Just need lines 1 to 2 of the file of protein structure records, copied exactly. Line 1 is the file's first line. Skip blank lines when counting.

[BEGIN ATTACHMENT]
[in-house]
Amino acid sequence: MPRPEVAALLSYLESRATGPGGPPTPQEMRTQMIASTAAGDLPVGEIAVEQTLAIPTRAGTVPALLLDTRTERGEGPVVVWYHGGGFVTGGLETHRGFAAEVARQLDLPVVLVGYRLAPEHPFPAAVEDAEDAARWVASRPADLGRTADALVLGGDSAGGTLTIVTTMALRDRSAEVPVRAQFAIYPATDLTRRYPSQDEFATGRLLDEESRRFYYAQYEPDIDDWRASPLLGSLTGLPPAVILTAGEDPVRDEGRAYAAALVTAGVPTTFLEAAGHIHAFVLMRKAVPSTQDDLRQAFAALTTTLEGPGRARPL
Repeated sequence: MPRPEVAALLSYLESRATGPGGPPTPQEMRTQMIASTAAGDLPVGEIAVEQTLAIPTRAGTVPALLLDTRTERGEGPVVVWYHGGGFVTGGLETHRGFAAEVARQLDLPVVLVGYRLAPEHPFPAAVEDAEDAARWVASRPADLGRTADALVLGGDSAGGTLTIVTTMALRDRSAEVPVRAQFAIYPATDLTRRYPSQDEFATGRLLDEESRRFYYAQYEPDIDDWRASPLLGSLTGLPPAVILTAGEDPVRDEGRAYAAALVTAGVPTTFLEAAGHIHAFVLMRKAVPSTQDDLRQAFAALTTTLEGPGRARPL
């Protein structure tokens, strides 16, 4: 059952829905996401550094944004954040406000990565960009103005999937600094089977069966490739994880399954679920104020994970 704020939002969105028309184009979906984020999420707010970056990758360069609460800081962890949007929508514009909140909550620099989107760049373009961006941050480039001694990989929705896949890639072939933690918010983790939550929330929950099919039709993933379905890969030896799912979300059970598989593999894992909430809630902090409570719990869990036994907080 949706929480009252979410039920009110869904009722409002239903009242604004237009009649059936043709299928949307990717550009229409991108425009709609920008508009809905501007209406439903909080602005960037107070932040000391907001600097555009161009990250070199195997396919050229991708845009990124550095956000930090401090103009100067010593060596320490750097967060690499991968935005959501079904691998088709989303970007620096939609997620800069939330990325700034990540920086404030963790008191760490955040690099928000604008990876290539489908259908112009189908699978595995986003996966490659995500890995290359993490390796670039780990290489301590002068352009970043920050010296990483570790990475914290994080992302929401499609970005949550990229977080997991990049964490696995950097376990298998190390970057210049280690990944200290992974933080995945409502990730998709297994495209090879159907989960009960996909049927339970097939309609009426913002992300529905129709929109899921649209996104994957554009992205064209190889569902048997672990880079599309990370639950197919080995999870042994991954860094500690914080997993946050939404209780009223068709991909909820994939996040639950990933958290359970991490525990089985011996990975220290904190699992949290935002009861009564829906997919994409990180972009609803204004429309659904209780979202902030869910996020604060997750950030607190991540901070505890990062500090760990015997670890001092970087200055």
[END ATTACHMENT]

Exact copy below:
[in-house]
Amino acid sequence: MPRPEVAALLSYLESRATGPGGPPTPQEMRTQMIASTAAGDLPVGEIAVEQTLAIPTRAGTVPALLLDTRTERGEGPVVVWYHGGGFVTGGLETHRGFAAEVARQLDLPVVLVGYRLAPEHPFPAAVEDAEDAARWVASRPADLGRTADALVLGGDSAGGTLTIVTTMALRDRSAEVPVRAQFAIYPATDLTRRYPSQDEFATGRLLDEESRRFYYAQYEPDIDDWRASPLLGSLTGLPPAVILTAGEDPVRDEGRAYAAALVTAGVPTTFLEAAGHIHAFVLMRKAVPSTQDDLRQAFAALTTTLEGPGRARPL